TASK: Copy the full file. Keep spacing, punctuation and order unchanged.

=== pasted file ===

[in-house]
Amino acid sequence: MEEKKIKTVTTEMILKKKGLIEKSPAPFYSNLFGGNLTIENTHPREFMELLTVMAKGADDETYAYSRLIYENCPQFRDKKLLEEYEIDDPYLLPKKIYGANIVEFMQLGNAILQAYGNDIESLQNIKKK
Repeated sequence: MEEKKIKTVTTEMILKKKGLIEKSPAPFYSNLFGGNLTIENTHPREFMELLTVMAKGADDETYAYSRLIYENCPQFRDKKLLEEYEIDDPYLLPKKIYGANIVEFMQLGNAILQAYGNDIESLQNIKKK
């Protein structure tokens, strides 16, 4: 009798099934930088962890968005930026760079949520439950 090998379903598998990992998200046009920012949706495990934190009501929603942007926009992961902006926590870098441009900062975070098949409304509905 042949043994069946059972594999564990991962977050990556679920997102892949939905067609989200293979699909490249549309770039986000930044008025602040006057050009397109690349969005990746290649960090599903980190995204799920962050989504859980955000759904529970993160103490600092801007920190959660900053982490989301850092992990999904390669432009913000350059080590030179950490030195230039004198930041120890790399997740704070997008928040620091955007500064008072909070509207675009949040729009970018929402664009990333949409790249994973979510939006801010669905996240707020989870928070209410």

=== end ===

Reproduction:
[in-house]
Amino acid sequence: MEEKKIKTVTTEMILKKKGLIEKSPAPFYSNLFGGNLTIENTHPREFMELLTVMAKGADDETYAYSRLIYENCPQFRDKKLLEEYEIDDPYLLPKKIYGANIVEFMQLGNAILQAYGNDIESLQNIKKK
Repeated sequence: MEEKKIKTVTTEMILKKKGLIEKSPAPFYSNLFGGNLTIENTHPREFMELLTVMAKGADDETYAYSRLIYENCPQFRDKKLLEEYEIDDPYLLPKKIYGANIVEFMQLGNAILQAYGNDIESLQNIKKK
């Protein structure tokens, strides 16, 4: 009798099934930088962890968005930026760079949520439950 090998379903598998990992998200046009920012949706495990934190009501929603942007926009992961902006926590870098441009900062975070098949409304509905 042949043994069946059972594999564990991962977050990556679920997102892949939905067609989200293979699909490249549309770039986000930044008025602040006057050009397109690349969005990746290649960090599903980190995204799920962050989504859980955000759904529970993160103490600092801007920190959660900053982490989301850092992990999904390669432009913000350059080590030179950490030195230039004198930041120890790399997740704070997008928040620091955007500064008072909070509207675009949040729009970018929402664009990333949409790249994973979510939006801010669905996240707020989870928070209410």